Making homemade cosmetics: green, cheap and healthy
December 15th, 2016
I started to make my own cosmetics five years ago. At first, I was seduced by the playful aspect of the exercise. I thought it could be a nice thing to try as I’ve always been a DIY person. Being able to choose what to put in your cream, what fragance,… was very cool indeed . However, I soon realized that this was not the only advantage to the process. I hadn’t yet committed to zero-waste at the time but I was already concerned about toxic substances found in cosmetics. Making my own meant I could avoid them. So no more phtalate, parabens and other microbeads…
For a while, I tried a lot of different recipes – sometimes complicated ones – before I finally understood that the simplest was the best. Why choose complicated mixtures when you can make a cream out of your kitchen pantry? This is actually another very important point: homemade cosmetics are much cheaper than supermarket products! It may cost a bit more at first to gather the ingredients, but it lasts for so long that it pays itself back quickly and then you start making savings.
Finally, when I committed to the zero-waste cause about a year ago, all of this made perfect sense. I buy all my ingredients – preferably organic – in paper or glass packaging and I always reuse the same containers to stock the cosmetics. It consequently helps me to avoid a lot of waste. Most of the ingredients can be found in supermarkets (vegetable oils, baking soda,…) Asian stores offer a larger choice of oils, in glass bottles most of the time. Essential oils can be bought at ‘Down to Earth’ or other specialty stores.
!!! About essential oils !!!
- Read the label carefully. Some essential oils may be contraindicated under certain circumstances.
- Citrus essential oils are photosensitizing. Never put them on your skin before being exposed to the sun.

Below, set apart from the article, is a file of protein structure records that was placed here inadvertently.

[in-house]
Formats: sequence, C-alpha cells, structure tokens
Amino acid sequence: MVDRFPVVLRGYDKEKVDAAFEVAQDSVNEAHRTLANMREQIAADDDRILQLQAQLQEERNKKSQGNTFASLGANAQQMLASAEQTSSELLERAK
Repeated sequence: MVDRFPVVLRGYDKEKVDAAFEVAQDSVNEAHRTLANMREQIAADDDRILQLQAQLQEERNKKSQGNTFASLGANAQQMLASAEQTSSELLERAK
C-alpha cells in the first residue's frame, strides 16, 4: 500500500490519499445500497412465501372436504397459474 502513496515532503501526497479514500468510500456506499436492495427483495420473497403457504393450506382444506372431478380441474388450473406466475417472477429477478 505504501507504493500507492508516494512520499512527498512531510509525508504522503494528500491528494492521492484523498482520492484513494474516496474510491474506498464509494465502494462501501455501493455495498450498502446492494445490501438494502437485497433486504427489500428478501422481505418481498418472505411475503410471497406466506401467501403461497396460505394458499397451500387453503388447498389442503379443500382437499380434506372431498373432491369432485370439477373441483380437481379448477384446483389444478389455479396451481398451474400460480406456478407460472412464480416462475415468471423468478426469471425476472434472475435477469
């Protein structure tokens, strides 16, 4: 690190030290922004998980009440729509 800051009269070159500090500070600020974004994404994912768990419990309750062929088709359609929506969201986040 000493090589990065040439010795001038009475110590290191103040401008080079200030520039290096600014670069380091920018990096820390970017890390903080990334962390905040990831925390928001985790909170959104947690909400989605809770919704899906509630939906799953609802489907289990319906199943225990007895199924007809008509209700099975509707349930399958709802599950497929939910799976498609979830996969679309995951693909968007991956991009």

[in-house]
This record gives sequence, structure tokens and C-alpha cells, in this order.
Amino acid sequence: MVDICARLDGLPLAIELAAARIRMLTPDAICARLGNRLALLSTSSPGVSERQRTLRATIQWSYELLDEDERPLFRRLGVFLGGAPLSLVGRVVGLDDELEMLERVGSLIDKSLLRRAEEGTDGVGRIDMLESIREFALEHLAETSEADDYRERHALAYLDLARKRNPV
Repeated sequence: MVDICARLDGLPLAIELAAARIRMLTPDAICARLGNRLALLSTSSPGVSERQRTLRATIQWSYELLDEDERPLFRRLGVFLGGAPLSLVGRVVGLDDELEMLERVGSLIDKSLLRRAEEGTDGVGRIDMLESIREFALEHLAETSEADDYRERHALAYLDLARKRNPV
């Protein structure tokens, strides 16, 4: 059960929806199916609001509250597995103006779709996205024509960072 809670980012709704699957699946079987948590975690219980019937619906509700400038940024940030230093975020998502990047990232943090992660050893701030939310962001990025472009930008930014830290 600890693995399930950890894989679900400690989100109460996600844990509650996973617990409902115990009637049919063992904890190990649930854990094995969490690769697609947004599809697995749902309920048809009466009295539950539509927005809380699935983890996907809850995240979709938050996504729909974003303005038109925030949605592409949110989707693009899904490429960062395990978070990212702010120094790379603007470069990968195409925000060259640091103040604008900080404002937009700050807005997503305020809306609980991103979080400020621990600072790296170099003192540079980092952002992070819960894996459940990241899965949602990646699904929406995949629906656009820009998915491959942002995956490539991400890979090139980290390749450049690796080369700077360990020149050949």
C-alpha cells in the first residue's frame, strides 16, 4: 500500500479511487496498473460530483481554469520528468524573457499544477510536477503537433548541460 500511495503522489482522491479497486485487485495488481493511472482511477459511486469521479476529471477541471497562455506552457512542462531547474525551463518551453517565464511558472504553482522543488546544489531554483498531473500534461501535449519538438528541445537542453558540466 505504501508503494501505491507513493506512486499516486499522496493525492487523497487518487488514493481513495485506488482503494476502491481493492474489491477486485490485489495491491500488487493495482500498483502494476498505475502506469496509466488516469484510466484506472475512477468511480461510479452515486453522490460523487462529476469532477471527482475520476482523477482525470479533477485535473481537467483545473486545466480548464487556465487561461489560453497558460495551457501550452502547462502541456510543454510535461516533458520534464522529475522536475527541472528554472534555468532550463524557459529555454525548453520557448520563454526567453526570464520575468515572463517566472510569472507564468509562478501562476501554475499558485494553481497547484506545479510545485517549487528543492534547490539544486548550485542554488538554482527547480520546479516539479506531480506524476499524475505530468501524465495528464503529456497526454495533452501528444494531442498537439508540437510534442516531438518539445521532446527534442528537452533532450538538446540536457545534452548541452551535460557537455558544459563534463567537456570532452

- Never use them in a heated preparation. They lose all their properties, including fragrance. Add them at the very end.
Here are the recipes of my everyday cosmetics
- Moisturizing cream: choose a vegetable oil. Here you will find information on the different properties of each oil and a guide to choose one according to your skin type. Melt in a bain-marie a teaspoon of beeswax in three tablespoons of vegetable oil. Add five drops of essential oil and that’s all!
I’m used to beeswax in the form of flakes, but the only one I found here in Dublin was a stick at ‘Down to Earth’. It must be a bit more complicated to dose, so know that a teaspoon equals 5 grams. I have dry skin so I use apricot oil. I love the smell! Essential oil are not obligatory. I use grapefruit oil, again for the fragrance.
- Face lotion: simplest thing ever. Mix lemon juice and rose water in equal quantities in a bottle, shake and it’s ready! Even better if your store it in the fridge.
- Deodorant: equally simple. Mix 15 grams of baking soda with 45 grams of coconut oil, then add ten drops of the essential oil of your choice. Baking soda can be irritating for some people. You can replace it by corn starch of white clay but I personally find that the result is less efficient.